Profitable roof greening: the district has bunker questions

District politicians criticize the non-transparent planning of the roof construction on the field bunker. In a question, they want to know details from the Senate.

A public garden could be built here – if there is enough money to be made around it Photo: dpa

When it comes to public relations, the project planners of the superstructure on the Feldstrabenbunker are actually professionals. But the deputies of the district assembly Mitte of SPD and Greens feel badly informed and have resorted to a rather unusual means: In a district inquiry, they want to know concrete details about the planned roof construction from the Senate. For example, "How many hotel rooms usable for tourism are planned?", "How is the "district garden" to be financed in the long term?" and "Which rooms are made possible for which district use and on what terms?" In this way, the district deputies are taking a certain distance from the Senate – normally, such questions go through members of the Burgerschaft and tend to be asked by members of the opposition.

"It has become clear that there are still a lot of unanswered questions, so that the basis for forming an opinion is not given," said the construction policy spokesman of the SPD district parliamentary group Carl Philipp Schope. Also within the parliamentary groups the opinions went apart. By the inquiry one wants to carry the discussion into the public. Schope criticized that the information about the bunker plans only came to light in bits and pieces. "A lot is already known about the park on the roof, but it took until the dimensions of the interior spaces were explained to us."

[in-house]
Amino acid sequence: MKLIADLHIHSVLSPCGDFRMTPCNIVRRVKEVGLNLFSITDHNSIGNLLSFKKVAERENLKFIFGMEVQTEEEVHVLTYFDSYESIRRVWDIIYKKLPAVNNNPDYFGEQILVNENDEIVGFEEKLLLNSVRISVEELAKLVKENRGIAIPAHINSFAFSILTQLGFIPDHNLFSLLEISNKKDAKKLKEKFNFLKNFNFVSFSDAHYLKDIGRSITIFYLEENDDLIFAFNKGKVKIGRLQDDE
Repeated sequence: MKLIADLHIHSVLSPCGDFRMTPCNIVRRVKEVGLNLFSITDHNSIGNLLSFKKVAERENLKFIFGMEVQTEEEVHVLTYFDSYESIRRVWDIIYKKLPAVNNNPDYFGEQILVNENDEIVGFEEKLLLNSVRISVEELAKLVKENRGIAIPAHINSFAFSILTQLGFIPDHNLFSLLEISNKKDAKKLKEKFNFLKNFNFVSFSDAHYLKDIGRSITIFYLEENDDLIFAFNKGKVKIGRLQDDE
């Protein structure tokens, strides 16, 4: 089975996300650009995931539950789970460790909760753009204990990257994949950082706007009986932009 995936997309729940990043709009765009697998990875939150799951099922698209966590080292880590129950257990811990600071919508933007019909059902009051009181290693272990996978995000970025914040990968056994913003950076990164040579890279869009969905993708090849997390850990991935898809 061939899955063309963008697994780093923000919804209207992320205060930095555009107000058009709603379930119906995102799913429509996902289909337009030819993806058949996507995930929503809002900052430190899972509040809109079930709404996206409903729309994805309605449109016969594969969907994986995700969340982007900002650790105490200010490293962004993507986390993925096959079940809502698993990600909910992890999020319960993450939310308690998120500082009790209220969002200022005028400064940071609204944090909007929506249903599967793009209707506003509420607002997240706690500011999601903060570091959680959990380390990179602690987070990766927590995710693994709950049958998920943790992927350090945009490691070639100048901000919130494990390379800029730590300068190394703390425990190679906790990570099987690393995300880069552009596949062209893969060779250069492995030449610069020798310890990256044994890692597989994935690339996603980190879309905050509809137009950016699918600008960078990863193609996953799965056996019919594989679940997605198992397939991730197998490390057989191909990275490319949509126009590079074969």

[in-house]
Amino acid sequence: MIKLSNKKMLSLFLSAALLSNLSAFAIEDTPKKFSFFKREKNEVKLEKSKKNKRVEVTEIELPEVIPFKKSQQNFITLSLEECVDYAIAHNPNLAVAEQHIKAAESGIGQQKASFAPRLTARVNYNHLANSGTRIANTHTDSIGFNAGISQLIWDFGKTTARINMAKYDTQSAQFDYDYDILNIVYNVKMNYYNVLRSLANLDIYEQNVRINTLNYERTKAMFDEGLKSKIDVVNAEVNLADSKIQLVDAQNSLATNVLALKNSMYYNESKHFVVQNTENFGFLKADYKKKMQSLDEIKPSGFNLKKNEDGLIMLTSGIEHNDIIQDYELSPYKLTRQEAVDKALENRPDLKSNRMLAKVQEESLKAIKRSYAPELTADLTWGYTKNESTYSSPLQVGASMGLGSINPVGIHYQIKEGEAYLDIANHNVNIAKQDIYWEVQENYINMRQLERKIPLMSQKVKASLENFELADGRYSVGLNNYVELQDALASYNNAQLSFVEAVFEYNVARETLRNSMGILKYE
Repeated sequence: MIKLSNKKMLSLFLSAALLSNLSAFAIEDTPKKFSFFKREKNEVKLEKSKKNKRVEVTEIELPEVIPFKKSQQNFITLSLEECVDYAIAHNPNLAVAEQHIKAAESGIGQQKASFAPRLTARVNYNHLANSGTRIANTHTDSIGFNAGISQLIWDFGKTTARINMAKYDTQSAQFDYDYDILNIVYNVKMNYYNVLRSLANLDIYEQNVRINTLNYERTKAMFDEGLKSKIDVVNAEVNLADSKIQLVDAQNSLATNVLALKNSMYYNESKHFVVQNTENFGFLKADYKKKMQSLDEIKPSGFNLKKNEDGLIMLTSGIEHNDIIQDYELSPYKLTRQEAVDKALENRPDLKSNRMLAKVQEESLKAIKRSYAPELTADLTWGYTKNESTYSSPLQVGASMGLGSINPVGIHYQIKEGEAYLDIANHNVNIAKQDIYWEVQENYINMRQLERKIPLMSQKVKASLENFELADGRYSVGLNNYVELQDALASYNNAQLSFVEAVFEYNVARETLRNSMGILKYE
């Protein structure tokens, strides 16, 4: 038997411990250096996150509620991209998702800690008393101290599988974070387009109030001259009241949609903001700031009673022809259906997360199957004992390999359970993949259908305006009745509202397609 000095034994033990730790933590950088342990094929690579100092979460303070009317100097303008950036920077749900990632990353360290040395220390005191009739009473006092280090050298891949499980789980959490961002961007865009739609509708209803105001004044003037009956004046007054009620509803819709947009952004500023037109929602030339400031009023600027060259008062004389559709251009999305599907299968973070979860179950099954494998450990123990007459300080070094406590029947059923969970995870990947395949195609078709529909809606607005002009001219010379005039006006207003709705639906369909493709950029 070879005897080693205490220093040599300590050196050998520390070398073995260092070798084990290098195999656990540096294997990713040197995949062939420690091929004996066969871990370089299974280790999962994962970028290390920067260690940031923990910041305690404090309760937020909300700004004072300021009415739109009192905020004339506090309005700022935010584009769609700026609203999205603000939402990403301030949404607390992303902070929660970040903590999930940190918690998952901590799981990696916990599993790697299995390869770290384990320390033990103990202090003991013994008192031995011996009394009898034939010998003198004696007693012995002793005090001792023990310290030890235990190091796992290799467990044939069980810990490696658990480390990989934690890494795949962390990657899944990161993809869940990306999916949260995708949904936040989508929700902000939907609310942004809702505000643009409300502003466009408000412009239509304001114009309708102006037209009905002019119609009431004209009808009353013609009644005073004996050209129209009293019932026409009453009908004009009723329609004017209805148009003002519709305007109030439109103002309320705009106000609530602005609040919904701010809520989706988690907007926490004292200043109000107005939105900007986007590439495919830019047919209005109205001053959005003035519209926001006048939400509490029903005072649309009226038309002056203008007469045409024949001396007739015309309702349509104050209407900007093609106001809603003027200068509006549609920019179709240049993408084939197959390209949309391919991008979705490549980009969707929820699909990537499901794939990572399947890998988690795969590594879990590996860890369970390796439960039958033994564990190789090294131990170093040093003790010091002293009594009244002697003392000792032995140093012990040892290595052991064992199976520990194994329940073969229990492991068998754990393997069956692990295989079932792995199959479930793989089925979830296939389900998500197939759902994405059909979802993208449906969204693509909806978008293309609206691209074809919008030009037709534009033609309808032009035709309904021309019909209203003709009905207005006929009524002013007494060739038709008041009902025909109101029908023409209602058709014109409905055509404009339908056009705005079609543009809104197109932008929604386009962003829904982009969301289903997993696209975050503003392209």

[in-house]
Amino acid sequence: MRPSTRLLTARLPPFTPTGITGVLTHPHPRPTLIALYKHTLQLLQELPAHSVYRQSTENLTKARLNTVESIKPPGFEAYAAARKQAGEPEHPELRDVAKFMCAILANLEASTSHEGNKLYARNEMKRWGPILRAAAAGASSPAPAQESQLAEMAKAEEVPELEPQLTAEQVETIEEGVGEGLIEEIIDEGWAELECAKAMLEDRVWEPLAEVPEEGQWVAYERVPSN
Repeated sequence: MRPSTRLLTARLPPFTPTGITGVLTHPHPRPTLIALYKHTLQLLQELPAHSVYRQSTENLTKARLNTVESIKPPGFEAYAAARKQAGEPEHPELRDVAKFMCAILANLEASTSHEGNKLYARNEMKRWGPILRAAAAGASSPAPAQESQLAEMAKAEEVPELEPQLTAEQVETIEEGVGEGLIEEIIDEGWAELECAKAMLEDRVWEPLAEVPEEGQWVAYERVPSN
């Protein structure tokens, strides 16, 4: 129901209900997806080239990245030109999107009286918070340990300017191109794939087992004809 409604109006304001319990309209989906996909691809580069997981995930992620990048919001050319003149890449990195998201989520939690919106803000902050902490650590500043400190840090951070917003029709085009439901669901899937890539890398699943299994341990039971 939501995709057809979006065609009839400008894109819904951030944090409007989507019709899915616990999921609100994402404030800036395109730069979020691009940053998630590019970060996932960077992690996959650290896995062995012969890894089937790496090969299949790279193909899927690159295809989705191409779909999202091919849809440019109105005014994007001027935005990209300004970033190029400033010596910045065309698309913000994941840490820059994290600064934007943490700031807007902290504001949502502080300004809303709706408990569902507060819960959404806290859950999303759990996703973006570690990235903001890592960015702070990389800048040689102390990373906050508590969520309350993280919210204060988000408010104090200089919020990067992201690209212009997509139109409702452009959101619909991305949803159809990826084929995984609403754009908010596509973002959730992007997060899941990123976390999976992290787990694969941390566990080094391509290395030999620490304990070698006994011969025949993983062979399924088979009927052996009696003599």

Thomas Matzen, the bunker’s leaseholder, wants to build five stories on the bunker’s roof, increasing the massive building by more than half. Inside, commercial use of the newly created space should bring in money to allow free use of the outdoor space – or so the planners present it. The "Hilldegarden" association, which presents itself as an initiative of committed residents, is responsible for the park that is to green the roof and emphasizes the importance of citizen participation and that the aim is to create a green oasis in the middle of the city.

Many residents are skeptical and speak of a "green revaluation spiral"; they fear an uncontrolled volume of traffic and another tourist magnet in the St. Pauli district, which is overburdened by event culture.

The inner areas are to be used commercially. Plans call for an event location called a multipurpose hall, a sports hall, several restaurants, a hotel that the planners call a guesthouse, and areas open to the district where, for example, cooking classes will be held.

The outdoor areas are to be landscaped and include a community garden, an amphitheater, a park and a landscaped ramp to reach the top. Exactly how public the public spaces will be is still unclear.

While the building permit has not yet been issued, positive signals have come from the Senate so far. The cultural authority had even suggested that the city should waive the 2.56 million euros for the future more expensive lease to the leaseholder.

The parliamentary group leader of the Greens in the Mitte district, Michael Osterburg, criticized the previous procedure as non-transparent, since the approval would be negotiated in the building committee, which would not meet in public.

The district chairman of the SPD Arik Willner said, one wanted to position oneself only after answering the inquiry in June contentwise – the past info did not suffice. It is now a matter of bringing together all the levels involved, such as specialist offices, districts and the state level.